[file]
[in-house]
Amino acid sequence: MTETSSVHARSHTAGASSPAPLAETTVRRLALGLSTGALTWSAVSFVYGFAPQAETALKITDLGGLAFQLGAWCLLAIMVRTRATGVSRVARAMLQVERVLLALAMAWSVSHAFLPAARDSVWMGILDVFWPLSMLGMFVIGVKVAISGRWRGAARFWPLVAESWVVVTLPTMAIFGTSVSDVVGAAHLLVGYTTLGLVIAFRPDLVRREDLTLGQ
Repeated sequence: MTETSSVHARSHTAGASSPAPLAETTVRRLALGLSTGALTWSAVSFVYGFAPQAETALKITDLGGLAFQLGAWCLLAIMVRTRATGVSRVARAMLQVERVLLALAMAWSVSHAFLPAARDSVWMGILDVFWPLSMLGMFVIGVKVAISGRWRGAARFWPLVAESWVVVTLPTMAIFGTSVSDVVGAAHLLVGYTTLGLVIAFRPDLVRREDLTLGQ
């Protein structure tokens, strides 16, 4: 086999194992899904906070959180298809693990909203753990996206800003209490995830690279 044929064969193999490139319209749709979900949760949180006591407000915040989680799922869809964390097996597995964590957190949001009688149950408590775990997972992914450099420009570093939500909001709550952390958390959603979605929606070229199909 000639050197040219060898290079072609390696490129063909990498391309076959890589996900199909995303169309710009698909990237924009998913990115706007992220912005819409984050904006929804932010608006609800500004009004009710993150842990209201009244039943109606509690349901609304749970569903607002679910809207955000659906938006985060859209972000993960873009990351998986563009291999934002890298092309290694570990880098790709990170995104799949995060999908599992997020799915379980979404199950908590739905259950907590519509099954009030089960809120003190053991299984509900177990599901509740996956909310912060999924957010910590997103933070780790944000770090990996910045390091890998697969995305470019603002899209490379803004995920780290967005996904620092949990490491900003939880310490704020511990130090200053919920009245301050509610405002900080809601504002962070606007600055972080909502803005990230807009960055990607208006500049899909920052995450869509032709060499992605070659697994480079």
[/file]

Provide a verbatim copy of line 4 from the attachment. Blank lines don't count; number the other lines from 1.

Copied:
């Protein structure tokens, strides 16, 4: 086999194992899904906070959180298809693990909203753990996206800003209490995830690279 044929064969193999490139319209749709979900949760949180006591407000915040989680799922869809964390097996597995964590957190949001009688149950408590775990997972992914450099420009570093939500909001709550952390958390959603979605929606070229199909 000639050197040219060898290079072609390696490129063909990498391309076959890589996900199909995303169309710009698909990237924009998913990115706007992220912005819409984050904006929804932010608006609800500004009004009710993150842990209201009244039943109606509690349901609304749970569903607002679910809207955000659906938006985060859209972000993960873009990351998986563009291999934002890298092309290694570990880098790709990170995104799949995060999908599992997020799915379980979404199950908590739905259950907590519509099954009030089960809120003190053991299984509900177990599901509740996956909310912060999924957010910590997103933070780790944000770090990996910045390091890998697969995305470019603002899209490379803004995920780290967005996904620092949990490491900003939880310490704020511990130090200053919920009245301050509610405002900080809601504002962070606007600055972080909502803005990230807009960055990607208006500049899909920052995450869509032709060499992605070659697994480079």